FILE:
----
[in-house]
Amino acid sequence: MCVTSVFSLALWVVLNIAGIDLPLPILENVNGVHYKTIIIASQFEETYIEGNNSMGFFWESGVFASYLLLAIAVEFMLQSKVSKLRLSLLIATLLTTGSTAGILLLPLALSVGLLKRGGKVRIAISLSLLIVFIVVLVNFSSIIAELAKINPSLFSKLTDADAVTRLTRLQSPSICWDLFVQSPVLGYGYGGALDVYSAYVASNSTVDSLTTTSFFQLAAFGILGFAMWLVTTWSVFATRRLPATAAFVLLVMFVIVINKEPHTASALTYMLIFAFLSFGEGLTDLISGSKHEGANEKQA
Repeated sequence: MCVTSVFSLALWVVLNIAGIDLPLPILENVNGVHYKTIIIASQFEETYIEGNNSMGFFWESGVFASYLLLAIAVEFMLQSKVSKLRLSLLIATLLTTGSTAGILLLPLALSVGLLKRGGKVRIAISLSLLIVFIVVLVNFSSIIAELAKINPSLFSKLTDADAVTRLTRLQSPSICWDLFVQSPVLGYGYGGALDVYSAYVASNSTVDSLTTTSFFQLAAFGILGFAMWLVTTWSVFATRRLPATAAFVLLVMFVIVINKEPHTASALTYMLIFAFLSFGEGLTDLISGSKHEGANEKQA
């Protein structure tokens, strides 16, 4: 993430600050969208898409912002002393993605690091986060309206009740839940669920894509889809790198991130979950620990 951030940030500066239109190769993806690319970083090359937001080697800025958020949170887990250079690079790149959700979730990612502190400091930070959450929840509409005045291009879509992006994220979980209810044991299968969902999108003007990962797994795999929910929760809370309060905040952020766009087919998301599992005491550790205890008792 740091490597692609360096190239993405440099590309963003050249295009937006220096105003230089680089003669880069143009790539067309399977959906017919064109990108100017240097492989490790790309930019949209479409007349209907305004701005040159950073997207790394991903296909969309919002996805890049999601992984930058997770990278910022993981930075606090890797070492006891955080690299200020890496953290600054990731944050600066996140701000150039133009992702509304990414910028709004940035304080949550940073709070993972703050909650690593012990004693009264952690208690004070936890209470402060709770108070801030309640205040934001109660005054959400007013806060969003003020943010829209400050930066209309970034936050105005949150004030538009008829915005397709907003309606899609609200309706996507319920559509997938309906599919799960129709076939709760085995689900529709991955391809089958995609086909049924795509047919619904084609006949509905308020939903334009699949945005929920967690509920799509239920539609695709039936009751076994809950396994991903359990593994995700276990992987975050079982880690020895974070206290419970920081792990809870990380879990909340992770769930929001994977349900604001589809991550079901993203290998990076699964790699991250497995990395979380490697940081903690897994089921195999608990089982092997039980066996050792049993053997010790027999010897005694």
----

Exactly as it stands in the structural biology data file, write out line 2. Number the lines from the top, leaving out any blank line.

Amino acid sequence: MCVTSVFSLALWVVLNIAGIDLPLPILENVNGVHYKTIIIASQFEETYIEGNNSMGFFWESGVFASYLLLAIAVEFMLQSKVSKLRLSLLIATLLTTGSTAGILLLPLALSVGLLKRGGKVRIAISLSLLIVFIVVLVNFSSIIAELAKINPSLFSKLTDADAVTRLTRLQSPSICWDLFVQSPVLGYGYGGALDVYSAYVASNSTVDSLTTTSFFQLAAFGILGFAMWLVTTWSVFATRRLPATAAFVLLVMFVIVINKEPHTASALTYMLIFAFLSFGEGLTDLISGSKHEGANEKQA